7. Eaten Alive (1977)
Tobe Hooper (of Texas Chainsaw Massacre and Poltergeist fame) found inspiration in dark places, many of which were nevertheless grounded in truth. His 1977 film Eaten Alive follows the story of a hotel proprietor (played by Neville Brand) who fed those who crossed him to his pet alligator.
The film takes its inspiration from Joe Ball (commonly referred to as the Bluebeard from South Texas or the Alligator Man). Ball owned a bar in post-Prohibition Texas which featured a live alligator pit to attract guests. Throughout the 1930’s, Ball allegedly killed around 20 women and fed them to the beasts. He was never tried for the crimes, however, because he committed suicide when investigator knocked on his door for questioning.
6. The Town That Dreaded Sundown (1976)
In one of the low budget horror films leading up to the post-Halloween slasher boom, The Town That Dreaded Sundown chronicles a mysterious hooded figure who evades the authorities as he commits a series of murders in a small Arkansas town during the 1940’s.
In reality, there was a chain of killings (later dubbed the Texarkana Moonlight Murders) linked to the Phantom Killer. Over the span of ten weeks, the Phantom Killer took at least eight lives. His true identity remains a secret to this day, as he was never captured. Following the release of the film, there was a harsh backlash from relatives of the victims and town officials who were strongly opposed to the film’s tagline: “In 1946 this man killed five people…today he still lurks the streets of Texarkana, Ark.”
5. The Hills Have Eyes (1977)
In this early Wes Craven vehicle, a traveling family is harassed by a tribe of inbred cave-dwellers when passing through the Nevada desert. The actual events took place in 16th century Scotland, where the family of Alexander “Sawney” Bean tormented locals. Bean bred fourteen children, many of which were the result of incestual relationships. The family lived in Scottish caves, surviving in part on human flesh.
According to legend, the clan was responsible for the death of over 1,000 people over the course of 25 years. It is debated how much Sawney Bean’s story has been exaggerated over the years, but it has become an important piece of historical mythology.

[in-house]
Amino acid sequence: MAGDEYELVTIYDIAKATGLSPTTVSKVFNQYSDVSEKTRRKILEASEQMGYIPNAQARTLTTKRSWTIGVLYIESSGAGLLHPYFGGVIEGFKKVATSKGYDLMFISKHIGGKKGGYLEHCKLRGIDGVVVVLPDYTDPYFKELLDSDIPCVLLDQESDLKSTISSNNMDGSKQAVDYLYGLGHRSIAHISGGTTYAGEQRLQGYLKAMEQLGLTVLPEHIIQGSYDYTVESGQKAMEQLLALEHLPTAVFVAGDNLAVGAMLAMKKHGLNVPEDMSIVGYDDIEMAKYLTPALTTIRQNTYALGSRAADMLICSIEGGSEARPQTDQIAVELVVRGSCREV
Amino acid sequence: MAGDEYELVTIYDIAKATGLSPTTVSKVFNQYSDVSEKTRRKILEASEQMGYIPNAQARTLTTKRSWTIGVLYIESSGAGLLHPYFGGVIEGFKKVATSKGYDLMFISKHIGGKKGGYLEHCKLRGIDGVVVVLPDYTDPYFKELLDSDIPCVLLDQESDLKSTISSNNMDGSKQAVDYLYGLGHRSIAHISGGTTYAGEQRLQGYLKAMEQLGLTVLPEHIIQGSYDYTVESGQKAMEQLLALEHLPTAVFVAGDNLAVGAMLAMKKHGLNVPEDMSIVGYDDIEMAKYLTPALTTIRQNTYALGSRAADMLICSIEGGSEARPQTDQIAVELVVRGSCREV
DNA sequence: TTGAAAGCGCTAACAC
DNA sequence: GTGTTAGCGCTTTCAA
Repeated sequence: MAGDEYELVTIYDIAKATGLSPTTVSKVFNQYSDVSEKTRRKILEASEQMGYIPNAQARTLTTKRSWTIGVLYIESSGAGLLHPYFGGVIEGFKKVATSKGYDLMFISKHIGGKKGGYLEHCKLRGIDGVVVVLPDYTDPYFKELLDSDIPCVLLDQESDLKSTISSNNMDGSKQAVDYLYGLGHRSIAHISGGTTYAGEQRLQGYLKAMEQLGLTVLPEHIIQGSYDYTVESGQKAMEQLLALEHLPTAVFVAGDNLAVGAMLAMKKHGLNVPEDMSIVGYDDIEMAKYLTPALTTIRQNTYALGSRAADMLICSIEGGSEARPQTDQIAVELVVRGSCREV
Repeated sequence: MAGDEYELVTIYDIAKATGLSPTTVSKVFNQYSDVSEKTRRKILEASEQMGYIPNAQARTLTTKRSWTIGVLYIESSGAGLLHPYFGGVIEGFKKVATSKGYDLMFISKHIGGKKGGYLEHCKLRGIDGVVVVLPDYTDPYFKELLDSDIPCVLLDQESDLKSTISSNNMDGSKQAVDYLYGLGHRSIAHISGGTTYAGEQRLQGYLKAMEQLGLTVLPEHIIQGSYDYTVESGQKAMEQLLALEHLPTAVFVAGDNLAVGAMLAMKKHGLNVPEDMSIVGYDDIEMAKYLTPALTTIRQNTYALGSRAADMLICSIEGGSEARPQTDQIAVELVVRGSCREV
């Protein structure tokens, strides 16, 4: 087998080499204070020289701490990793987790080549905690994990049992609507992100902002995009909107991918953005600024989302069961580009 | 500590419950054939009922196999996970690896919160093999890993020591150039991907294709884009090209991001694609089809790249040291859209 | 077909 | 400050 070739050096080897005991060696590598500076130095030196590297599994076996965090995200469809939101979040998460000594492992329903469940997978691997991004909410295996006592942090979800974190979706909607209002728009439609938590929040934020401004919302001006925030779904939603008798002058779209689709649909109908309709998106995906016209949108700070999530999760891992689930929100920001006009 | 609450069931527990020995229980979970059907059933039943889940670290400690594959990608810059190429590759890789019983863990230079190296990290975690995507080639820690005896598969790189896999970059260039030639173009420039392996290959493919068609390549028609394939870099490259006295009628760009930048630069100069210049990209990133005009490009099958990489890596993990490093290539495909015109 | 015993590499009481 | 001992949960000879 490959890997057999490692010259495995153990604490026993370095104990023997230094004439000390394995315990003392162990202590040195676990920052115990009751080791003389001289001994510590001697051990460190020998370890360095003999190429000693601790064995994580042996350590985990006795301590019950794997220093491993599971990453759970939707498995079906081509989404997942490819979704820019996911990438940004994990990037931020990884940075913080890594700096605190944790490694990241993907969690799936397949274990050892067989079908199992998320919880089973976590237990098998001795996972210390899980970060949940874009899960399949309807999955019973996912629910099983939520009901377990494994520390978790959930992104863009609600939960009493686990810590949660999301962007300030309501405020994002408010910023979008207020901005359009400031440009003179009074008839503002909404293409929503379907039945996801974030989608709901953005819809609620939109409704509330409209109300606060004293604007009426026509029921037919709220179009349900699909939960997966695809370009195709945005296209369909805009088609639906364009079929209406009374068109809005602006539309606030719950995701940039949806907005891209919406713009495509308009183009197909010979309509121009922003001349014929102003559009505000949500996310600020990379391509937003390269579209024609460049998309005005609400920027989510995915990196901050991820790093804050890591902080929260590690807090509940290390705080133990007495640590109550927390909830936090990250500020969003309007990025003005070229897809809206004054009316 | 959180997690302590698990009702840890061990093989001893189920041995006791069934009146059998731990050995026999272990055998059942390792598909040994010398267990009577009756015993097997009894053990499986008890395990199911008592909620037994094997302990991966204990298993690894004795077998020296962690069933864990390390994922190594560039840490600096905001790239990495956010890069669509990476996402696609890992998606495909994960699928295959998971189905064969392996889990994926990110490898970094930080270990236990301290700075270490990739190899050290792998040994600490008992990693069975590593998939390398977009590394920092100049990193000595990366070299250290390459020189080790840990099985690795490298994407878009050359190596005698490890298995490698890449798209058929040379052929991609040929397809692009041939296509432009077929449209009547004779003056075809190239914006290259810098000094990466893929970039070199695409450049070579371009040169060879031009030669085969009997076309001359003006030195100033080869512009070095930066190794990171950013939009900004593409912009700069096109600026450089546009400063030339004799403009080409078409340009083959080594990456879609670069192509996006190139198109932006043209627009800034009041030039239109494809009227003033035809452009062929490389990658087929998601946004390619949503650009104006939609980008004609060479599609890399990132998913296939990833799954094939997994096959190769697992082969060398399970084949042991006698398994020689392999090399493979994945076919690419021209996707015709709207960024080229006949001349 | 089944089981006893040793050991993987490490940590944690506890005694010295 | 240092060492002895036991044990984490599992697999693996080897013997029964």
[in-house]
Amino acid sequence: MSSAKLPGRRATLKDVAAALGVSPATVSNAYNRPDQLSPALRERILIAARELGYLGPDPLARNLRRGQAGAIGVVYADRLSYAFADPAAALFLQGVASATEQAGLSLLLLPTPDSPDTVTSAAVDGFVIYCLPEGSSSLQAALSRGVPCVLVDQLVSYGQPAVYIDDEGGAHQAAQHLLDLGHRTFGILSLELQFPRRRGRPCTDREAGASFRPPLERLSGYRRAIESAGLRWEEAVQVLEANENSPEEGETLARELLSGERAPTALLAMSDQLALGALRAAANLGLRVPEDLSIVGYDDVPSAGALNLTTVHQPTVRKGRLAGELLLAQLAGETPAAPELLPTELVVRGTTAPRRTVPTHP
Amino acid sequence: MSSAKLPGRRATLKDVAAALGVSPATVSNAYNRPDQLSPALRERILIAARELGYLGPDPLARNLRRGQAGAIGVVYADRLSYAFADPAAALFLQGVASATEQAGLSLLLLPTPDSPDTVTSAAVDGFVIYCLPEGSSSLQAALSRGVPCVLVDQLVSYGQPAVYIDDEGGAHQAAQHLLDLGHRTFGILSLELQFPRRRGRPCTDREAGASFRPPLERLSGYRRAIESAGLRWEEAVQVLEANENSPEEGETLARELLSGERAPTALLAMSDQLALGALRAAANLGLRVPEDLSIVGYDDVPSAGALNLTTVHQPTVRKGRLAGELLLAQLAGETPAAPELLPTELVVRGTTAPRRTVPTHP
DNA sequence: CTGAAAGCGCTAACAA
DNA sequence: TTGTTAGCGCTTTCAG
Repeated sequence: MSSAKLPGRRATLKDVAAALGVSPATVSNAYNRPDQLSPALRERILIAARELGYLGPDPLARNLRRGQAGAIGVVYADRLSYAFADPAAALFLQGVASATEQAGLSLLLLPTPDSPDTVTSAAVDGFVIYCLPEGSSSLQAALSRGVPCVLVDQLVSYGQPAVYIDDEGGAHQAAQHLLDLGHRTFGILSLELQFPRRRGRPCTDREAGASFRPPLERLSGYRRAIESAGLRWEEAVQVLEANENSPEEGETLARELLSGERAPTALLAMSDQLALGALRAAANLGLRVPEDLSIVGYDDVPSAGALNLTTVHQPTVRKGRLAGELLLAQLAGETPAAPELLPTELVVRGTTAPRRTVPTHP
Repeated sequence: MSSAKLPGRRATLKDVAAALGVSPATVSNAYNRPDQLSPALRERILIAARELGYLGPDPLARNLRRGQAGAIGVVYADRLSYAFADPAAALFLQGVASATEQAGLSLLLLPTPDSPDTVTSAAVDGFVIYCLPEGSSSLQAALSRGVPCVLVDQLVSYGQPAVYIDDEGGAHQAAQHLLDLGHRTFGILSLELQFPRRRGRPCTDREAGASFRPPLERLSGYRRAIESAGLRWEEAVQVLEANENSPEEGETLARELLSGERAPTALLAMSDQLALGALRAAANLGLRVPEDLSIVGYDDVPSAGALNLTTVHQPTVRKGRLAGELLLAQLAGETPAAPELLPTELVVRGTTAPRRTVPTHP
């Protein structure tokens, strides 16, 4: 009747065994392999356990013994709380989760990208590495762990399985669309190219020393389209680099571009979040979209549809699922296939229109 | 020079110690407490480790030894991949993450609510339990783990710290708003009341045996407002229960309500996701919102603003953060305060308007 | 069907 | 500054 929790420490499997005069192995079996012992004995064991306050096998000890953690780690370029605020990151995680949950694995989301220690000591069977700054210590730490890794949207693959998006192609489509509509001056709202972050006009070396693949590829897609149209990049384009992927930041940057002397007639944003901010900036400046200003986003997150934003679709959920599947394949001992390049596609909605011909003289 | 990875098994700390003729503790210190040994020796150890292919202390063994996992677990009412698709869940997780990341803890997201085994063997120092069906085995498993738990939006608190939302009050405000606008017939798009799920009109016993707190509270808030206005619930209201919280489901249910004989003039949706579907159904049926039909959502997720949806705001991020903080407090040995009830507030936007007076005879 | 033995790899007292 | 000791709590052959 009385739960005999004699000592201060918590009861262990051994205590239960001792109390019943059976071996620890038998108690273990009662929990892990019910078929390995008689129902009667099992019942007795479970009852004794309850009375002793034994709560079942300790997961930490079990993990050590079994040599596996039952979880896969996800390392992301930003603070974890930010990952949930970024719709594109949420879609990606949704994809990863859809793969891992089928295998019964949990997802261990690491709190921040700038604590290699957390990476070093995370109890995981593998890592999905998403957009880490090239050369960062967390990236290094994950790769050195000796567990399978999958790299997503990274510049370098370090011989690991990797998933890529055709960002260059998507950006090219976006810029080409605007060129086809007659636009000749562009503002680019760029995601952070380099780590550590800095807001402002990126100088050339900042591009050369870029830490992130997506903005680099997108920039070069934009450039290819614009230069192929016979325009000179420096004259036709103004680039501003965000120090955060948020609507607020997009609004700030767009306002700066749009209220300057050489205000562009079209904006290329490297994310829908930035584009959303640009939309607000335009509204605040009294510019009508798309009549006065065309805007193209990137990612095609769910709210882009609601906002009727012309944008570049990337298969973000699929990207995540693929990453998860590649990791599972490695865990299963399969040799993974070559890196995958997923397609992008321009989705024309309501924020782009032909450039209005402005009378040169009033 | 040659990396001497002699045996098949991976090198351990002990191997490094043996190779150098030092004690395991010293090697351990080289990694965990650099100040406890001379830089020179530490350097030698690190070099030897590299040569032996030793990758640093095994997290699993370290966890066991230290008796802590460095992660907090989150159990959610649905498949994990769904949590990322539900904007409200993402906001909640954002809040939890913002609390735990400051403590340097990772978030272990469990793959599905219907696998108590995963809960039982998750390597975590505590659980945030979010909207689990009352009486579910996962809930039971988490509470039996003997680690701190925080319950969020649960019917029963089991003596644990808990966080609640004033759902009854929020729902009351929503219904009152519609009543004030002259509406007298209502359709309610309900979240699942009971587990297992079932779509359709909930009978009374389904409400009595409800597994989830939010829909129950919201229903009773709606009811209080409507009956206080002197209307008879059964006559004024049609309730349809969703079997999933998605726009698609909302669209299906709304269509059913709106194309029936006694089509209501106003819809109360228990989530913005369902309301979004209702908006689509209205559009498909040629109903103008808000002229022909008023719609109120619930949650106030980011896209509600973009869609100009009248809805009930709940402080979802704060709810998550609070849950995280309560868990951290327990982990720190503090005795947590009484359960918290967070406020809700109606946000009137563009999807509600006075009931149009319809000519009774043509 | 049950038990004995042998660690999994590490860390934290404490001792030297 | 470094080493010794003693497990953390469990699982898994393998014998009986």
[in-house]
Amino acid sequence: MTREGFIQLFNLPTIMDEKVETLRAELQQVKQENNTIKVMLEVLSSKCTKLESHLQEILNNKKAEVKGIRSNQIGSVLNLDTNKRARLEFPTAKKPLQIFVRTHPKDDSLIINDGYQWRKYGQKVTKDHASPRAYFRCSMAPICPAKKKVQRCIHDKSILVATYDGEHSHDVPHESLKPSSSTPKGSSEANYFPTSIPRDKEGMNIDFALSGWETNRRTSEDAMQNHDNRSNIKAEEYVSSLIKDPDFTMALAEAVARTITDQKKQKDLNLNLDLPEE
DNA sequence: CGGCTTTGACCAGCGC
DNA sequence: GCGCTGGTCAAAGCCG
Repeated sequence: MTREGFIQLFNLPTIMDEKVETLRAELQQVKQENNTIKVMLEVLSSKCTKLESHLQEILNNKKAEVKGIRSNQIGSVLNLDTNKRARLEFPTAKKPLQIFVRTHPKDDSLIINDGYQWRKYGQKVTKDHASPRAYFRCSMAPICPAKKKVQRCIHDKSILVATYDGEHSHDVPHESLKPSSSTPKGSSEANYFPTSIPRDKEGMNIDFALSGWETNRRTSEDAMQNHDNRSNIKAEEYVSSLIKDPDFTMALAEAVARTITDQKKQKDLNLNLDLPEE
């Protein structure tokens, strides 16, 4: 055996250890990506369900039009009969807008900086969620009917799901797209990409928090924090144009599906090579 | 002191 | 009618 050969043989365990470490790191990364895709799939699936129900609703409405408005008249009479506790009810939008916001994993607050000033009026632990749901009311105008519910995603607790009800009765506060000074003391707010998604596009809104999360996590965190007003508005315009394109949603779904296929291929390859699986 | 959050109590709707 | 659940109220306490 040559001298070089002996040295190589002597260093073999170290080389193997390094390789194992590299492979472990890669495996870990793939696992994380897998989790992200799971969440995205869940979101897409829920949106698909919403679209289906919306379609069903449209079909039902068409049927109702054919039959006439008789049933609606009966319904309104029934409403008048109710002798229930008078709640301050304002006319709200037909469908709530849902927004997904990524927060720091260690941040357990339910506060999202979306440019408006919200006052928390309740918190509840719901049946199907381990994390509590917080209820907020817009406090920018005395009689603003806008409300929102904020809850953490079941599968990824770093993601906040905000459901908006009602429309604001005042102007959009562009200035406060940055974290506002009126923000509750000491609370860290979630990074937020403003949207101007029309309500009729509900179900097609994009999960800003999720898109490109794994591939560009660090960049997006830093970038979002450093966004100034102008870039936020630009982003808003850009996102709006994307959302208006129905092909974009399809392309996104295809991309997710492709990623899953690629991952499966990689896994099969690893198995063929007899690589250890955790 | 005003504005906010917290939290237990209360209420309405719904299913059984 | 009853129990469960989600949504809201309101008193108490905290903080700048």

4. The Amityville Horror (1979)
The Lutz family moves into a new home in a quiet New York town, only to find that the house has a rocky past with a supernatural force that isn’t pleased with sharing the space. As the family soon discovers, the house’s previous owner killed his wife and children with an ax.
The film is based on a case investigated by paranormal detectives Ed and Lorraine Warren in 1975. The actual Lutz family developed rituals after their experienced a number of strange occurrences in the house, such as children’s voices and doors slamming. While the film was based on Jay Anson’s book which details the case, there have been multiple lawsuits questioning the accuracy of the film itself.
3. Jaws (1975)
The birth of the Hollywood blockbuster centers around the police chief’s (Roy Scheider) response to a series of shark attacks along the coast of a seaside New England town. While there was not an incident where a single shark continually sought out swimmers, the story itself is grounded in reality.
Peter Benchley’s novel of the same name was based on both a Long Island fisherman who caught an enormous great white shark in 1964 and on a string of shark attacks along the Jersey Shore in 1916 which threatened the local tourism industry. Because of the lack of shark attacks on record at the time, the cause of the Jersey Shore deaths was at one point speculated to be from a giant sea turtle or from German submarine torpedoes.
2. The Texas Chainsaw Massacre (1974)
In a movie that completely turned the genre on its head, Texas Chainsaw Massacre watches a group of teenagers falls prey to a cannibalistic clan. The most notable character, Leatherface, is based in part on infamous serial killer Ed Gein.
Gein has developed a well earned reputation for the demented and the macabre, and he was also the inspiration for Buffalo Bill in The Silence of the Lambs and Norman Bates in Psycho. Gein was known for playing with his victims before eventually killing them and creating trophies out of their remains. At the time of Gein’s arrest, he had nine masks made from human skin in his home.
1. The Exorcist (1973)
Pretty much any horror movie that has been released in the last four decades owes a debt of gratitude to this one. In the film, Regan MacNeil (Linda Blair) becomes possessed by the devil, causing a priest to be brought in to try and rid the girl of the evil spirit.
William Peter Blatty’s novel – which served as the basis for the film – was inspired by the case of Roland Doe, a boy who was possessed by demons in 1949. Doe’s episodes were not nearly as exaggerated as those in the film, but he did speak in ancient languages and have unexplainable moments of telekinesis. As a last resort, the Catholic church was contacted to exorcise the supernatural forces.
Author Bio: Brian Thompson currently resides in Chicago, where you can find him watching a matinee at Music Box or enjoying a book in the park. He also enjoys talking about movies on his blog: https://southernfilmcritic.wordpress.com/.